At the age of 29, I now own fewer possessions than I’ve ever owned in my entire life. After years of downsizing I have achieved one of my long-sought-after goals of being able to fit everything I own into a backpack that fits comfortably on my back. It has been a long road of transition making continual progress little by little.
Rob Greenfield has dived into 1,000’s of dumpsters across the USA to show the world just how much food is being wasted. Now he blows the lid in this TEDx talk.
I’m auctioning my tiny home and 100% of the proceeds will be donated to build tiny homes for the homeless.
January 29th is my one year anniversary of living off the grid in this tiny home. It has been an incredible experience but in my quest to live simply giving away my home is the next step. I will now travel my country and the world, lending my hands to bring strength and courage to those in need (more on this here). I will not have a physical home for the time being but by embracing the earth as my home, I believe that I will never be homeless. Lately I’ve become more aware of the vast wealth gap, where a small percentage of people hold so much money while others have so little. I am not rich in financial wealth but there are many people with less than I, living on the streets of the USA, and I know that they could use the comforts and security of a home much more than I.
In 2011 a personal revolution started in my mind. Many people who’ve under gone serious personal transformation speak of a moment of clarity or a drastic event that woke them up, I have personally gone through a serious transformation from Drunk Dude to Dude Making a Difference however I had no moment of clarity and no specific event that woke me up. Rather my shift came from an accrual of knowledge that is available to us. Some of that came from moving to San Diego in January of 2011 and surrounding myself with open-minded people. Some of it came naturally by finding better things to do with my time then drink alcohol and smoke weed. But I give the most credit to the information I gained through films, books, and Internet articles.
Not that long ago, my main priorities included binge drinking every weekend, looking good, and macking on pretty much every good looking girl I saw. I also wanted to be rich and to own lots of really impressive things. I was pretty tuned into that life and didn’t really think too much about how my actions affected the environment, people around the world, and the animals that we share the earth with. I was pretty selfish and if I did think about my actions I certainly didn’t do much about it. I did recycle, shut off the lights and water, and eat healthier than the average person I knew and I thought that was doing pretty good. But the list of negative environmental impacts was far greater than my positive impacts (which was nearly nonexistent). I owned two cars, shopped at Walmart for my food and my cheap crap, drank the cheapest beer I could find, took home my share of plastic bags, wasted plenty of water, ate too much meat, needed the newest gadgets always, and the list could go on and on. Not that any of these things are inherently bad but they definitely were not deeply serving myself or the earth.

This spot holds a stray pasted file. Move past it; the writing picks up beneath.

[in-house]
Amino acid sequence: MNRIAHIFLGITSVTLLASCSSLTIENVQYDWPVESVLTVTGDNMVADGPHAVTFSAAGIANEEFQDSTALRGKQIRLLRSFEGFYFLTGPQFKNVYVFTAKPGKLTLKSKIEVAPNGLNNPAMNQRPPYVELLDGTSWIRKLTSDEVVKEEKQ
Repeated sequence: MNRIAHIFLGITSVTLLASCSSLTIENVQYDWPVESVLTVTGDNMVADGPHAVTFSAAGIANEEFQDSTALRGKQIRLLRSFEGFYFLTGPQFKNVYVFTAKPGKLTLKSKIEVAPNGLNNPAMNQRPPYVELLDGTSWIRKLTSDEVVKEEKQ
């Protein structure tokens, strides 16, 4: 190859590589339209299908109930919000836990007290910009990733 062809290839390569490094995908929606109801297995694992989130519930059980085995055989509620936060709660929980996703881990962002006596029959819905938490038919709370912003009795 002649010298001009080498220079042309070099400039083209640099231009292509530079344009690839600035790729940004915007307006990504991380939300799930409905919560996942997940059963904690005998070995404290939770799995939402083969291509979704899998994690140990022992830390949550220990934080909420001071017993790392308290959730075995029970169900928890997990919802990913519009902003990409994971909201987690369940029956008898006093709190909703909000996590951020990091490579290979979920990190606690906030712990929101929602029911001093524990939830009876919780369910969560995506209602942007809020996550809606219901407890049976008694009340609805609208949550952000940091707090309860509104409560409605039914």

You may have already heard a few appalling facts about food waste but just in case you haven’t, here are a few tidbits of information to catch you up on the issue.
-We throw away 165 billion dollars worth of food per year in the United States. That’s more than the budgets for the United States national parks, public libraries, federal prisons, veteran’s health care, the FBI, and the FDA combined.
-About 50 million of our 317 million Americans are food insecure yet we produce enough food to feed over 500 million Americans.
-To create just the amount of food that ends up in the landfills we waste enough water to meet the domestic water needs of every American citizen.
Even with these mind-blowing statistics you probably still need to see it to believe it. That is where I come in.
This weekend I arrived in New York City from my second bike ride across the United States living on food from grocery store dumpsters. On my first ride dumpster diving across the USA, about 70% of my diet came from dumpsters, totaling up to about 280 pounds of food over 4,700 miles of cycling.
As I write this I am traveling the USA without a penny in my pocket. I left my home in San Diego on June 2nd with $2,000 cash and on August 12th I took a leap of faith in humanity and gave the last $421 I had with me to a non-profit. I made the goal that day of finishing my ride to New York City moneyless just to prove to myself and others that it is possible. Today I arrived in New York City on my bicycle, still without a penny in my pocket. People have tried to give me money but I have easily refused it.
This experience is about much more than just not spending money. It’s about showing that you and I can be contributing members to society whether we have money or not. It’s about showing that there are much more rewarding ways to live than just throwing money at every situation. It’s about living a life that is truly beneficial to the earth, my community, and myself. It’s about being more involved in our communities and treating each other with respect. And it’s also about teaching you how to live with less money so that you can follow your dreams and live independently of corrupted systems that don’t serve your best interests.